Basket Range wines
This sub-region of the Adelaide Hills is carving out a stellar reputation for its small batch, all-natural handmade red and white wines. The boutique wineries here, including Lucy Margaux, Jauma, Ochota Barrels, BK Wines, The Other Right and Gentle Folk, all practice low-intervention grape growing practices.
These sustainable winemakers all come from different backgrounds (some have science degrees, others have worked in large wineries) but share a passion for traditional, artisan winemaking. They all work together as a loose collective, exchanging advice, equipment and labour. Some have embraced biodynamic farming principles.
“We aim to produce wines that express themselves. To achieve this I would never consider adding yeast, bacteria, acid, sugar or any of the other artificial or natural additives,” says Anton Von Klopper, head winemaker at Lucy Margaux.
Plantings in the Basket Range tend to be on the small side because of the region’s hilly terrain. Varietals include gewurztraminer, chardonnay, grenache, syrah and pinot noir. Despite only producing small parcels of fruit, each of these winemakers has won acclaim among Australia’s leading wine writers, who describe the experimental Basket Range group as the hottest thing on the winemaking scene right now.
Long known as the fruit bowl of Australia, the Riverland is gradually emerging as a standalone wine region in its own right.
Apart from bulk wine production the region is now home to some 25 wineries, such as Angove Wines, Salena Estate and Caudo Vineyards. One of the most interesting projects here is the Banrock Station Wine and Wetland Centre, a sustainable winery which incorporates a large wetland conservation area and a native mallee woodland.
Over the past 20 years the winery has invested in a number of environmental projects around the world, contributing millions of dollars over that period.
Closer to home the company has restored the nearby wetlands, which are now accessible via a number of wooden boardwalks. Along the way visitors will find information huts and bird-viewing hides; the wetlands are now a major breeding ground for migrating birds.
Guided tours with one of the ranges are also available. The impressive property, which is just three hours’ drive from Adelaide, incorporates a number of eco-friendly practices such as the use of solar energy and recycling its wastewater.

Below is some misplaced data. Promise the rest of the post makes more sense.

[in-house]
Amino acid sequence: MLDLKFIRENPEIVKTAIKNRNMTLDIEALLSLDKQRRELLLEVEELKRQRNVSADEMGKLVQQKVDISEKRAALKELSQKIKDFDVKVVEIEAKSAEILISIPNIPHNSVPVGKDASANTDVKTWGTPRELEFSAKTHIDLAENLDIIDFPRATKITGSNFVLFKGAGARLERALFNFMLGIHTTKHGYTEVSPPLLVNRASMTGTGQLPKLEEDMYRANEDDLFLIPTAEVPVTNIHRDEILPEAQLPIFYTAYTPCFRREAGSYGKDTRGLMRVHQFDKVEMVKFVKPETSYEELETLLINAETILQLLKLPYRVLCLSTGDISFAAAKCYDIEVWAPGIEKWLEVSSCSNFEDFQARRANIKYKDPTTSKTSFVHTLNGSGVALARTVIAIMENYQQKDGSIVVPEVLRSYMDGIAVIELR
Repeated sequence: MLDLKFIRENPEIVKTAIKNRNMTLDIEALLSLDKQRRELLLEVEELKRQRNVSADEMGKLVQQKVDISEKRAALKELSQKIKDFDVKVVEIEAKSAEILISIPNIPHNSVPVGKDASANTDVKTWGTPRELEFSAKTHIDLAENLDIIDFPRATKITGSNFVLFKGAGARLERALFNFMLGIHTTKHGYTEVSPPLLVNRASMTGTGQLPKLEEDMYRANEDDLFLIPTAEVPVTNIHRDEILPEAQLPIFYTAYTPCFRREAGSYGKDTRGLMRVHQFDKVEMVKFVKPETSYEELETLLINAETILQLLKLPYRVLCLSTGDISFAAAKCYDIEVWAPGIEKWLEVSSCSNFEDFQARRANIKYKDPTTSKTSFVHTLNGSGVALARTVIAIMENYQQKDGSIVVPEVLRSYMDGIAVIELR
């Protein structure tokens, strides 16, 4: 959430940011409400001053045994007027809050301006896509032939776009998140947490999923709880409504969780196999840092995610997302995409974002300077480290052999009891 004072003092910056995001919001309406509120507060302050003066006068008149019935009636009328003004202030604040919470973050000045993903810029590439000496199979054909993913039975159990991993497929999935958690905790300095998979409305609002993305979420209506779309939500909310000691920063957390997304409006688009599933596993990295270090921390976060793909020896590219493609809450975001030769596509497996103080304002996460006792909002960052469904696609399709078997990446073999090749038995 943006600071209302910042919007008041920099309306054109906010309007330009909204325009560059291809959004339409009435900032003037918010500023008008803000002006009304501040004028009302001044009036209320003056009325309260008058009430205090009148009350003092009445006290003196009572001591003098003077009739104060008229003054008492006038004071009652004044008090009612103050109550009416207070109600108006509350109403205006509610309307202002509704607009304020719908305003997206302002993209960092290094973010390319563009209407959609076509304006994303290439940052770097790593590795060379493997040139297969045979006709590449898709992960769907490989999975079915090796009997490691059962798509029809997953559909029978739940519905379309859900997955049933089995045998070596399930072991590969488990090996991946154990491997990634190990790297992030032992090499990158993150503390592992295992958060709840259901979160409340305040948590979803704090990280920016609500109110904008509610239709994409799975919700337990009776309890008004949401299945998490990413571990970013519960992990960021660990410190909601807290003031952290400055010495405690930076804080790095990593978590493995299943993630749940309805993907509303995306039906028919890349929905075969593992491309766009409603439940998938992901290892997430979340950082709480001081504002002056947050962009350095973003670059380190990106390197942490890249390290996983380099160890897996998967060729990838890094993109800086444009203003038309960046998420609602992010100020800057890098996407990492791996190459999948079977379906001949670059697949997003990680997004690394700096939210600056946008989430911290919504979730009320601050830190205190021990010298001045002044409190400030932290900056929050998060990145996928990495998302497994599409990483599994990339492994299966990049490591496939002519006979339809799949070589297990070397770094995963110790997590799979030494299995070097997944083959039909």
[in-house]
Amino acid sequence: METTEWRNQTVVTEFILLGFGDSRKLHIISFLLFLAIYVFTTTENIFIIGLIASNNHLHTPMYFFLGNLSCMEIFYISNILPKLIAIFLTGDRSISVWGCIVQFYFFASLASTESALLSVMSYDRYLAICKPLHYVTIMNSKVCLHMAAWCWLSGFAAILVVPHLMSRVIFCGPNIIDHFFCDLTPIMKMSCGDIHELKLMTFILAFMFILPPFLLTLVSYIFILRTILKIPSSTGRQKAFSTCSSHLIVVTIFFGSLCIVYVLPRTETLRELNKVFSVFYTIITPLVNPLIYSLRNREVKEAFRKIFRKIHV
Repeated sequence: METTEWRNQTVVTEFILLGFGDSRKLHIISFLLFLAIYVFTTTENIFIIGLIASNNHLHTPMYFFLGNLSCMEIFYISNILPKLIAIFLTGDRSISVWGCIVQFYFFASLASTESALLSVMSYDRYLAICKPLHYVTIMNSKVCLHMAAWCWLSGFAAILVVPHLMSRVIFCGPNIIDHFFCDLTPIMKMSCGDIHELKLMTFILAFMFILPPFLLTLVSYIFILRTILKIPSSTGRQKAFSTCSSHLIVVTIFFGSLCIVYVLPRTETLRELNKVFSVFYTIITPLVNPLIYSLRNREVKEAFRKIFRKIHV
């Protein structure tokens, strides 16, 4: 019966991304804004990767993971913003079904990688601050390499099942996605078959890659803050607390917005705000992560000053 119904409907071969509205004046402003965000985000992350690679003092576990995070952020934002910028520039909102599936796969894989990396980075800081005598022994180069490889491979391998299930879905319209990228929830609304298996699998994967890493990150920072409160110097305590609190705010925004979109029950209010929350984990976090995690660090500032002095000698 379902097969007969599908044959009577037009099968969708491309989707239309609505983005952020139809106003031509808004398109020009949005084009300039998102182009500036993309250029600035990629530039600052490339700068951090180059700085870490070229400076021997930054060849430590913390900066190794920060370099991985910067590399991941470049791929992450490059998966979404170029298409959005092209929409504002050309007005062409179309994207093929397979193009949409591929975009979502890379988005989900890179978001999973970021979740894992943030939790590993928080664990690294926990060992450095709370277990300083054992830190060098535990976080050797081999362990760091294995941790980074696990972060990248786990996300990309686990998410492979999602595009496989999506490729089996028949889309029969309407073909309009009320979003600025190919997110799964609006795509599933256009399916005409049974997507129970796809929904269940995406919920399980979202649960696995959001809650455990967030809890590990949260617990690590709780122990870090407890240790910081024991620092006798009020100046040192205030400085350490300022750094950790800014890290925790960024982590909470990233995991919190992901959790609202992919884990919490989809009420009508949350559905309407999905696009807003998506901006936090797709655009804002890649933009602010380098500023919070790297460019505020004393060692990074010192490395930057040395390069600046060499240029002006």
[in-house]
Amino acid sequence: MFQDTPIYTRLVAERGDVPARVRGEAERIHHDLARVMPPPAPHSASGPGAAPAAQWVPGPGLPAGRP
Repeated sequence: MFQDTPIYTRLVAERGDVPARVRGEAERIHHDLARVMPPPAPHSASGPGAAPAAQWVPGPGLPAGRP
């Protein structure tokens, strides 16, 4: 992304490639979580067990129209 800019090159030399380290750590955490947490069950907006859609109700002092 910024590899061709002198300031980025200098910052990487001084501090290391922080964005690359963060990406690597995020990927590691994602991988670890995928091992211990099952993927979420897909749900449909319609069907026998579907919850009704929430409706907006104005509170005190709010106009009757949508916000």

Enjoy lunch on the big wooden deck and drink in the sweeping views of the surrounding countryside.
In a state that is synonymous with world-class seafood an enterprising operation in Port Elliot, a bustling seaside town has carved out an interesting niche by harvesting local pipis or cockles.
Founded in 2012 The Goolwa Pipi Company has taken what was once an underrated shellfish – often used for bait by fishermen – and turned it into a highly desirable gourmet product. Over the last decade the edible pipi industry has grown from being worth $700,000 a year to over $4 million a year, with the majority being consumed in high-end eateries in Sydney and Melbourne.
A small number are now exported to Asia thanks to the introduction of an innovative packaging system which keeps the pipis at their peak condition.
Coorong Pipis are harvested by raking a 60km stretch of beach on the Younghusband Peninsula, southeast of the Murray Mouth. Available in a variety of sizes, pipis are fully cleaned to remove to sand. They can be bought from specialist seafood outlets or ordered directly from the company. Pipis or Coorong Cockles are now a regular feature on many restaurant menus and are used in many Italian and Asian recipes.
Long before vineyards were planted in the Clare Valley, the region was a major producer of cereal crops, such as wheat and barley.
This fifth generation farm keeps that tradition alive, but today it employs sustainable farming practices in tune with 21st century. Only organic fertilisers are used on the property.